Forbert, Thorogood & King anticipate Thursday’s reissue package
By Jim Caligiuri,
4:20PM, Wed. Aug. 14, 2013
It’s difficult to wrap one’s head around it today, but in the late Seventies, George Thorogood was a punk. Sure, it was the era of the Clash, Sex Pistols, and angry young men like Elvis Costello and Graham Parker, but Thorogood fit right in.
His Boston-based blues & boogie were a breath of fresh air in a genre that was nearly dead, and the bandleader guitarist presented both with a snot-nosed attitude that was closer to Johnny Ramone than Billy Gibbons.
More than three decades later, his first two albums with the Destroyers, 1977’s self-titled debut and the next year’s Move It On Over, are seeing reissues and they still sound fresh. Thorogood covers Hank Williams, Chuck Berry, Bo Diddley, Elmore James, Jimmy Reed, John Lee Hooker, and a few of their contemporaries in a way he co-opted from Hound Dog Taylor & the Houserockers. Nothing lazy or polished, yet it continues to fascinate with a relentlessness and simplicity.
Thorogood’s first two albums helped put Rounder Records on the map, in fact. You may have heard “One Bourbon, One Scotch, One Beer,” or “Who Do You Love?,” but once you experience the Destroyers barreling through Berry’s “It Wasn’t Me” or “Ride On Josephine,” you’ll understand why – initially at least – they were more than just bad to the bone.
Around the same time, ‘a new Dylan’ broke out of New York City, where he dared to play the venues that featured bands like the Ramones, Dead Boys, and Richard Hell & the Voidoids. Up from Mississippi, Steve Forbert’s first two albums, 1978’s Alive On Arrival and 1979’s Jackrabbit Slim, made as big a splash as any new singer-songwriter of the time. Now available as a twofer with plenty of bonus tracks, these discs are more than plain nostalgia, although the Top 20 “Romeo’s Tune” can’t help but bear a little of that.
Otherwise, “It Isn’t Gonna Be That Way,” “You Cannot Win If You Do Not Play,” “Complications,” and “What Kind Of Guy?” are textbook examples of songwriting that cuts to the bone from a guy who deserves the same sort of admiration proffered to John Prine and Loudon Wainwright, two other ‘new Dylans.’ Spotty availability over the years and a superb set of bonus tracks culled from outtakes of the original sessions, including “The Oil Song,” “Smoky Windows,” and “House of Cards,” make this a must for fans and newbies alike.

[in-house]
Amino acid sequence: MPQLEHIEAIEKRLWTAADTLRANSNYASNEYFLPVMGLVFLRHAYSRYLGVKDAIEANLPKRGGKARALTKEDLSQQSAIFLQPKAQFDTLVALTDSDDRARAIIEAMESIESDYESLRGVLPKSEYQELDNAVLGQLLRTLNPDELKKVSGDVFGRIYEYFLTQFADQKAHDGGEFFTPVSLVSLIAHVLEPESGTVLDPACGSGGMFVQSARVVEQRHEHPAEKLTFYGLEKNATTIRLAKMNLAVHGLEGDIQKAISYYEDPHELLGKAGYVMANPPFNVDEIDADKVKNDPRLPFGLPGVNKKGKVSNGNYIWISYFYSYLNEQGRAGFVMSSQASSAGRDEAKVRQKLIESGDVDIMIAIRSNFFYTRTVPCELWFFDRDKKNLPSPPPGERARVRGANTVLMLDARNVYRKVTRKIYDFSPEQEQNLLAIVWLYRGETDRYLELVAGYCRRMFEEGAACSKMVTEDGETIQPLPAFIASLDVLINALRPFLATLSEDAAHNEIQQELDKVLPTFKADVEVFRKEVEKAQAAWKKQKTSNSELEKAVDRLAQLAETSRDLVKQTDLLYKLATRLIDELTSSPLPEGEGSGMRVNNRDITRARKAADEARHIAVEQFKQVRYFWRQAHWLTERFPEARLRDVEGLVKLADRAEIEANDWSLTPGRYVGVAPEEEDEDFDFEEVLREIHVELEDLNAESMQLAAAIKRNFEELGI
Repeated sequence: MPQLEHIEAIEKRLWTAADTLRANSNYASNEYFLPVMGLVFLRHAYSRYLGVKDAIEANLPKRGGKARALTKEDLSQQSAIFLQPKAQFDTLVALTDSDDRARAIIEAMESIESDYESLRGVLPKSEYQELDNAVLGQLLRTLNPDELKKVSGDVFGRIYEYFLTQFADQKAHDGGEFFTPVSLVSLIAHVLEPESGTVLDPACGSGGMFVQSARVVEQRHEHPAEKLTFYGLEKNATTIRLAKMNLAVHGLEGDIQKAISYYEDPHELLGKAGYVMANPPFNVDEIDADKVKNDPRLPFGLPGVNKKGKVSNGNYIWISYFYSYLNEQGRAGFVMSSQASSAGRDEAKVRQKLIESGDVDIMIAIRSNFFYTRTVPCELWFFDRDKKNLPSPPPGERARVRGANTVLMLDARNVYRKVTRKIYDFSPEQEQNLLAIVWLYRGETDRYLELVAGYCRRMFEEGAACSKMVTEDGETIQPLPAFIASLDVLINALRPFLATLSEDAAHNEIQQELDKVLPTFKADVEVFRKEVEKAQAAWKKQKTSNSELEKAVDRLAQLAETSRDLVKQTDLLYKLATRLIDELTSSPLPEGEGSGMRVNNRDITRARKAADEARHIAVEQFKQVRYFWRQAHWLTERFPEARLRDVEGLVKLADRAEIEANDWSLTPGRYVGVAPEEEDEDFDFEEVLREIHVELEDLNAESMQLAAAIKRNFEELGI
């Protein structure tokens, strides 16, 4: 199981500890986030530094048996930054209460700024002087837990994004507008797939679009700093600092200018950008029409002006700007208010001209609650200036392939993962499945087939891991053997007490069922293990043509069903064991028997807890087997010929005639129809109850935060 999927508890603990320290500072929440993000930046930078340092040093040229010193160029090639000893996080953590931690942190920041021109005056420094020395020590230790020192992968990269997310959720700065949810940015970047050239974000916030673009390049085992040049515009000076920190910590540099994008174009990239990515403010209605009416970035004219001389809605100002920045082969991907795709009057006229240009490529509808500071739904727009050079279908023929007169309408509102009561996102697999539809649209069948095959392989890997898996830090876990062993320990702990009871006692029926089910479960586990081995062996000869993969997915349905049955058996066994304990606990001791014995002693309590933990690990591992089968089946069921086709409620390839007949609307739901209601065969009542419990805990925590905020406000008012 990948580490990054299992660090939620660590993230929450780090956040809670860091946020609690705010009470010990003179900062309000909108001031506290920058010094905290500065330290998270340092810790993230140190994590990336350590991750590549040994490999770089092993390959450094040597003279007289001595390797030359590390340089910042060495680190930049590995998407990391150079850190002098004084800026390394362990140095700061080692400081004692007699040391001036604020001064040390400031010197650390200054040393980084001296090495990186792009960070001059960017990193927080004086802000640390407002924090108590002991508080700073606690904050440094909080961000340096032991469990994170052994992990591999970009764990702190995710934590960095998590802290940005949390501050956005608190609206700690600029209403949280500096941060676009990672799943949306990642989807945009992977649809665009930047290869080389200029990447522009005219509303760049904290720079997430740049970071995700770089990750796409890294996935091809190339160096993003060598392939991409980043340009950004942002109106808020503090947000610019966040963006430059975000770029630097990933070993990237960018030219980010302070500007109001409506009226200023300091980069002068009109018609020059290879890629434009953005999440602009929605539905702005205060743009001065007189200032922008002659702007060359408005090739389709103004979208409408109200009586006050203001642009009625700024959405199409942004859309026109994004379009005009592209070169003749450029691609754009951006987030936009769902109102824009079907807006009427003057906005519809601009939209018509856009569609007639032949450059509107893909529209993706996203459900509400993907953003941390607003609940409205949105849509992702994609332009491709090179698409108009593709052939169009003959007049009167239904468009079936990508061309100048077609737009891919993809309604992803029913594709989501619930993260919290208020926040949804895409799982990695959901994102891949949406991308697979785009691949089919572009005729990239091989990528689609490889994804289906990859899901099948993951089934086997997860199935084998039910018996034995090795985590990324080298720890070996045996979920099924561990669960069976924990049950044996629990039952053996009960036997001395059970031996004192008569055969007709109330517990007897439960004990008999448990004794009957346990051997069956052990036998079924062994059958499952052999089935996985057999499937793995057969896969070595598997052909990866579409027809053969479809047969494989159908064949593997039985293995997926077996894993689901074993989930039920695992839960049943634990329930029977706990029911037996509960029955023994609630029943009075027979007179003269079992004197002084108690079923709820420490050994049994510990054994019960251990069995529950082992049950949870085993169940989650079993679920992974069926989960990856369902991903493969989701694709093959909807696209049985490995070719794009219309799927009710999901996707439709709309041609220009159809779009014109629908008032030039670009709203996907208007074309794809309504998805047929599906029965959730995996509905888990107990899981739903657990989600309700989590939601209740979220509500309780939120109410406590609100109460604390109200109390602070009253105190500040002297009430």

Albert King’s 1967 debut for Stax Records, Born Under a Bad Sign, was both the Delta bluesman’s commercial breakthrough and among the best blues albums of that decade. Backed by both Booker T. & the MGs and the Memphis Horns, songs like the title track, “Crosscut Saw,” and “Laundromat Blues” retain a singular flavor: a mix of smokey soul with King’s trademark Flying V on top.
King played a sizable role in the development of Eric Clapton, Jimi Hendrix, and Austin’s own Stevie Ray Vaughan. A year after the release of Born Under a Bad Sign, Clapton’s Cream covered the title track on Wheels of Fire. And don’t forget the big man’s summit with SRV on In Session.
Besides tunes like “The Very Thought of You,” and “I Almost Lost My Mind” shining a light on King’s crooner side, the 2013 version contains five bonus tracks from the Stax vaults, the most interesting being an untitled instrumental that finds King getting extra fiery over a steamy horn chart and an insistent MGs groove.